First Families of Hilton Head Island: The Stewarts


Charles Stewart1Most of the stories of Hilton Head Island’s first families are interwoven with images of lives defined by a love of community and a love and respect for the simplicity of island life. All of the families embody the value of hard work, and their stories show a determination to survive against incredible odds.


The families that were here before the bridge thrived because they developed the skills and talents they needed to survive, and they used all the natural resources that were available to them. They were isolated from the mainland, but their lives were still rich and full.

The Stewart family is a unique representation of native islander family life before the bridge. Their story incorporates several facets of island life and shows a common theme: Everyone worked hard, and everyone had a traditional role to play — the men farmed and fished, and the women took care of the family, quilted and made sweetgrass baskets.

Cora Lee Stewart, the strong yet gentle matriarch of the family, was known for her expert sewing skills and the beautifully intricate quilts that she made by hand. For the women, “evenings were spent sitting around talking and sewing; she was very handy with a needle,” says her granddaughter, Frances Stewart Allen. Cora Lee spent her evenings quilting, but she spent her days working at the oyster factory so she could save enough money to buy the family land. “Before she died, she made a quilt by hand for each of the grandchildren,” Frances said.


Stewart family, from left: Alandria, Shadasha, Jessica, Sarah, Arthur, William, Isabel, Crystal, Derald Sr., Jada and John. Below: Kyla, Kevin Jr & Jerome Jr

Cora Lee’s family remembers her strength and character. They remember her slow and deliberate way of walking and the way the ocean breeze caused her skirt to sway gracefully. But that easygoing manner changed when she walked into the yard to find a chicken for the night’s meal. She would call out, “Here chick, chick, chick,” and suddenly, in a single motion, she would reach down, grab a chicken and expertly swing it in a large arc, breaking its neck.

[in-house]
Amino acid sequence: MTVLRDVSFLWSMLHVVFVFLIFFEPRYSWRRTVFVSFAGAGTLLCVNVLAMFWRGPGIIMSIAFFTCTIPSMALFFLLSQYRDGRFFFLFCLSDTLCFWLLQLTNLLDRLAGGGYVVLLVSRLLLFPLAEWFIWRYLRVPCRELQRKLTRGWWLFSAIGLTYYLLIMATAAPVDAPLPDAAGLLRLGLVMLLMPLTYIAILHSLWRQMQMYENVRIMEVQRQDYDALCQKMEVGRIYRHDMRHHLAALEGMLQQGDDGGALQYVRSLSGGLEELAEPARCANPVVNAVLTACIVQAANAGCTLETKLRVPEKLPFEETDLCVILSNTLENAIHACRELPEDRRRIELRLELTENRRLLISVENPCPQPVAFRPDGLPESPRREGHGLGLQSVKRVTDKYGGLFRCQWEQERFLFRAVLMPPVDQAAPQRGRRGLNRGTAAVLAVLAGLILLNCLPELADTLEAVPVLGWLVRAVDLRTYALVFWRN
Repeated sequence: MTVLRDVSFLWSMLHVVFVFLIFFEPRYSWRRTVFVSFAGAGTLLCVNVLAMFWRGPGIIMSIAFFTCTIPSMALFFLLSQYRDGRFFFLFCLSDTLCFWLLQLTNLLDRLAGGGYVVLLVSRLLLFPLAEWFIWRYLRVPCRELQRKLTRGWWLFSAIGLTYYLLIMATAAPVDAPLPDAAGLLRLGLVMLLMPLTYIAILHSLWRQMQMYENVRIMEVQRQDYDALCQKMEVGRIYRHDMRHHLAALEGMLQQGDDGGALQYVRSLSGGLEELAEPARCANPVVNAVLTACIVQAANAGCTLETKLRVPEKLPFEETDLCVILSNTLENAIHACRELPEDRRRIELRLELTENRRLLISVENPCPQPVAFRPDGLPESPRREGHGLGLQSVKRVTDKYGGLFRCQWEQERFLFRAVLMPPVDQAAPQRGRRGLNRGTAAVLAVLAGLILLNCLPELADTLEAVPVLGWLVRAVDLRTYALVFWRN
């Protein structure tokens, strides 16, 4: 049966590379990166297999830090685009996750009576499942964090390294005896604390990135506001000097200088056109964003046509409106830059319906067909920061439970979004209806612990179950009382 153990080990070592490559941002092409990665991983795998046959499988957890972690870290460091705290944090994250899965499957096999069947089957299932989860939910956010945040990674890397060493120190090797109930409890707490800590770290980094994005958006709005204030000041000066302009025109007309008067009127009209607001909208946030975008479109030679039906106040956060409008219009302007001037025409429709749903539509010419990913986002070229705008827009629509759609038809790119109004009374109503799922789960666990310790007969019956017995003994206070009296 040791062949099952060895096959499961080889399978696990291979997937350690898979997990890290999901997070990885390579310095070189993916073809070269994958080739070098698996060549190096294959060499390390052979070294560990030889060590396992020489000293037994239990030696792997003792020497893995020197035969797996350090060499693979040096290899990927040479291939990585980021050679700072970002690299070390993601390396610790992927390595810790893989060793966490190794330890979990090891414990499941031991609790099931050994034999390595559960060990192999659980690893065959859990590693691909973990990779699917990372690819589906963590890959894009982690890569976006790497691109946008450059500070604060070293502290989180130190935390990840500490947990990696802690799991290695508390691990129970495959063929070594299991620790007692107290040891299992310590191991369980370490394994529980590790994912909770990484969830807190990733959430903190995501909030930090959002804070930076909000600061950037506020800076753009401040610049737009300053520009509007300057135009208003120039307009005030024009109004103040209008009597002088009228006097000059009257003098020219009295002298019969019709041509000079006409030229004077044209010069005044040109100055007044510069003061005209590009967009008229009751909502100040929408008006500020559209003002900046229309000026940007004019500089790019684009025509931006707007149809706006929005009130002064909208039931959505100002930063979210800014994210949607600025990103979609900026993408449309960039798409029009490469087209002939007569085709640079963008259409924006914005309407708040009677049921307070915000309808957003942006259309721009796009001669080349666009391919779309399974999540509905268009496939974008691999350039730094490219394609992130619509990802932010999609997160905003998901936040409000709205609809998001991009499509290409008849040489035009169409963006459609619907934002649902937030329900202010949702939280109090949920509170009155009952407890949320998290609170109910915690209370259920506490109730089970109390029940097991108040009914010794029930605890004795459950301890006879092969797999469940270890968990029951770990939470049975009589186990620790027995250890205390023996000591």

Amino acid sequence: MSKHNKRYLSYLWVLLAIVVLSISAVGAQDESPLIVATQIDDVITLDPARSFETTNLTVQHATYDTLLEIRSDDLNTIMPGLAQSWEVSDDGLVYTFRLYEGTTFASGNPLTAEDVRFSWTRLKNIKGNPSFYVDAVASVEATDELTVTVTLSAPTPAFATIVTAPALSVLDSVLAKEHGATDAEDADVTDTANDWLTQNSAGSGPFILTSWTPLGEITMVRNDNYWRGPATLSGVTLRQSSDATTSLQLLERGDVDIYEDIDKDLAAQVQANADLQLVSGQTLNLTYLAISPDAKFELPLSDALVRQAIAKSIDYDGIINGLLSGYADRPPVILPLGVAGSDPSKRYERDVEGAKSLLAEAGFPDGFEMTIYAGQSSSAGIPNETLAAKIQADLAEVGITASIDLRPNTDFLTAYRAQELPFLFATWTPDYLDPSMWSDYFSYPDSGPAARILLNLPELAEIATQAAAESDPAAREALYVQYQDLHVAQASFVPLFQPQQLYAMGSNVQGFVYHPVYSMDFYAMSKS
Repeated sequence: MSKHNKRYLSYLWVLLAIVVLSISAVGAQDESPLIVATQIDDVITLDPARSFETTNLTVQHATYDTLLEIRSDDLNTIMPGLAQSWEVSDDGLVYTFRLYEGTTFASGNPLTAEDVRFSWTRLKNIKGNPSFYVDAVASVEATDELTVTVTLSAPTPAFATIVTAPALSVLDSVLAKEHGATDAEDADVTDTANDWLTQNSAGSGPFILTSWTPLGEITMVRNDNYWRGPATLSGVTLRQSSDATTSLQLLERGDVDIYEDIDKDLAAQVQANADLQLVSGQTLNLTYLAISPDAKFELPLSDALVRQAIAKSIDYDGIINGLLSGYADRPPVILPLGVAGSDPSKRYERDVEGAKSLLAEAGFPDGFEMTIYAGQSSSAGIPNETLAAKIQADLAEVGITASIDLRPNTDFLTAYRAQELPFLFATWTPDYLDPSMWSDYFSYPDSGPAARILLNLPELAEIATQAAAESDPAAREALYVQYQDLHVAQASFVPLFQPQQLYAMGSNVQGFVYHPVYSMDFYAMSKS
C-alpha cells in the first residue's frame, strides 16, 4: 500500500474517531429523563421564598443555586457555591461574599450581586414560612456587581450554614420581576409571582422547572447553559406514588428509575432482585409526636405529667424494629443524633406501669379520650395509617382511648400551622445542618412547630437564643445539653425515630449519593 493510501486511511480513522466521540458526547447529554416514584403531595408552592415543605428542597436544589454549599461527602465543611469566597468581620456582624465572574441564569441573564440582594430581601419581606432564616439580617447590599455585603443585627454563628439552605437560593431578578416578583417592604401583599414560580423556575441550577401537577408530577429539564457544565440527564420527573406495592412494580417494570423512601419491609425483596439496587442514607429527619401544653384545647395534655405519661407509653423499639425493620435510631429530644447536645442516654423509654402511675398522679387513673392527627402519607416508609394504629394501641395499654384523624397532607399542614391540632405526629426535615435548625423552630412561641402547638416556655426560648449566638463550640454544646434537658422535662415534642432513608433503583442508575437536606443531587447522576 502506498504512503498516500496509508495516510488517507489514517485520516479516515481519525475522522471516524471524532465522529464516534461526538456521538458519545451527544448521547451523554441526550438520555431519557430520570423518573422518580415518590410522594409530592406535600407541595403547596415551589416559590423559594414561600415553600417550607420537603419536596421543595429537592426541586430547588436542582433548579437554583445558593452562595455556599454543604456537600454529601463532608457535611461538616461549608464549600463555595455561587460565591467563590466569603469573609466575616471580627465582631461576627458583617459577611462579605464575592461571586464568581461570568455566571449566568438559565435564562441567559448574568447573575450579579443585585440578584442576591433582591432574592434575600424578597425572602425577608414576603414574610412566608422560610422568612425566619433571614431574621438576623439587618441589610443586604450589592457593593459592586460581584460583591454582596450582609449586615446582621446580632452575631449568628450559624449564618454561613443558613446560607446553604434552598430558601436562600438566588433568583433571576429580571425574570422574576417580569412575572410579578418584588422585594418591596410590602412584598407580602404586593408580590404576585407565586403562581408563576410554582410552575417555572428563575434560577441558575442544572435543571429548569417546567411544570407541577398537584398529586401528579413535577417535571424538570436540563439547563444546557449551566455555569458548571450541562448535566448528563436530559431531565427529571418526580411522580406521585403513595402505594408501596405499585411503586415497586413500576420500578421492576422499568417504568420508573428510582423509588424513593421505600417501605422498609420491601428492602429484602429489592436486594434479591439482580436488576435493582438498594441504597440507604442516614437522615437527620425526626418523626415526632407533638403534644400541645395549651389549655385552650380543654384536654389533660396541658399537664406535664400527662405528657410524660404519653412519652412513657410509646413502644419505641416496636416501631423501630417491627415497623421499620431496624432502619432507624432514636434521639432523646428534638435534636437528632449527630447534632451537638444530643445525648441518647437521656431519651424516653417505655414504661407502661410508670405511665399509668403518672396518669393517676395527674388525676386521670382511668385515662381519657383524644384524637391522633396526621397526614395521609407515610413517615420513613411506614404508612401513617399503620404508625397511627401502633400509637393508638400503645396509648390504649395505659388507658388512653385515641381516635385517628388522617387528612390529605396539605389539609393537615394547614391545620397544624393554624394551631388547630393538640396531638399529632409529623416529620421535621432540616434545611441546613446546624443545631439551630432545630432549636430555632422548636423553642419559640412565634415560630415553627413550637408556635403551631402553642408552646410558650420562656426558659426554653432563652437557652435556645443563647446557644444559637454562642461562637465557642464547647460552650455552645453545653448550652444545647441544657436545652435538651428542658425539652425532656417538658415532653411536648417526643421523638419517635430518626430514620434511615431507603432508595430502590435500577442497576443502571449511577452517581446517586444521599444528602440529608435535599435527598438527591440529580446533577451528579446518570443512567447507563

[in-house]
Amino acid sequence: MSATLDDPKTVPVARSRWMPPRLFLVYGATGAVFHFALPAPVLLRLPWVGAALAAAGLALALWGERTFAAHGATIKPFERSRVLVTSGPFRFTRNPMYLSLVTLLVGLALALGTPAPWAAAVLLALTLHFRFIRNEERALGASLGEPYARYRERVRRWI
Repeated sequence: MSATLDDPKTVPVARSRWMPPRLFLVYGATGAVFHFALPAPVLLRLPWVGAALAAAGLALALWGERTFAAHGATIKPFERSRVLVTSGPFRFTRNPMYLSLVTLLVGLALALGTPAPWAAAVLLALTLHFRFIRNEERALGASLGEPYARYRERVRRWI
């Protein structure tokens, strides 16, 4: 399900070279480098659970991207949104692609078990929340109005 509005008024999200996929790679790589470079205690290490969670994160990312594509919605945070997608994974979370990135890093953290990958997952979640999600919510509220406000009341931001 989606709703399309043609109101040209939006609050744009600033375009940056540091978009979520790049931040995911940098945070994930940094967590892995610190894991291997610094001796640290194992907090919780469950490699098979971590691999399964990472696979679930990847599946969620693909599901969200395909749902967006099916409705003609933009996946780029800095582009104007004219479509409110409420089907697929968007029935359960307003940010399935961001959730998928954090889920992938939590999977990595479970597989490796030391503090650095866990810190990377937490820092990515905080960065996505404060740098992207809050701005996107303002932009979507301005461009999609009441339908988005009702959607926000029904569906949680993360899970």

“I remember that those chicken dinners were the best ones that I ever had,” Frances says.

Cora Lee’s husband, Charles, was the head of his family and one of the community’s religious leaders. As a founding member of Mt. Calvary Missionary Baptist Church, he served as a deacon whose dedication and service continues to be remembered.

Charles instilled strong values in his children and taught them important life skills. He believed that respect for the water was as important as learning how to fish. His sons, Henry, Arthur, Benjamin and Washington, became experienced fisherman who learned to make a living from the water in boats that were named after their wives.

For Stewart men and most male native islanders, survival meant living off the bounty of the land and sea. Developing the skills needed to fish and navigate the waters helped them put food on the table and earn a living to support their families.

The Stewart family was different, however; one of Charles’ sons, Arthur Stewart, turned fishing into a family business with his wife, Isabel, working alongside him as a deck hand. This was unusual because in those days, most native islander women were not taught to swim or fish.

Quiet and reserved, Isabel downplayed her unique role in the family and on the island. She demonstrated her strength of character by working on the boat during the day, raising eight children, and taking care of her home.

Her days usually began at 3 a.m., when she cooked for everyone on the boat. This meant cleaning the shrimp, shucking oysters and occasionally “holding the wheel.” She spent 12 hours on the water, and after taking care of her family, she usually got only a few hours of sleep before starting her day all over again.

“Sometimes I would go to sleep at 2 a.m. It was a lot, but I did what needed to be done,” Isabel said. Sometimes the entire family was put to work either out on the shrimp boats or back on shore. Once the boats docked, bringing in almost 300 pounds of fish per boat, they sold their day’s catch to customers in Port Royal and on Daufuskie Island or from the shrimp house that they had set up behind their house.

“Shrimping was the best money that you could make on the island,” Arthur says.

There was a time when fish was plentiful, and Arthur’s brother Washington, also a fisherman, would come home with “wheelbarrows full of fish and shrimp,” his wife, Margaret, says. But fishing came with its own dangers. One day, Margaret said, Washington was adrift on the water for more than six hours because of engine problems. When he did not return as usual, she asked Arthur to search for him. Eventually the two brothers returned safely, but it was a reminder that no matter your skill level, being on the water can be dangerous — but you can always rely on your family and the community to help in a crisis.

Even though we can still look out on our local waters and see the occasional trawler harvesting its catch for the day, most islanders no longer depend on the water for a living. After the bridge to the mainland was built, native islanders’ simple lifestyles changed dramatically. But certain things remained: a sense of community, a love of family, and an undying love for the land and the sea.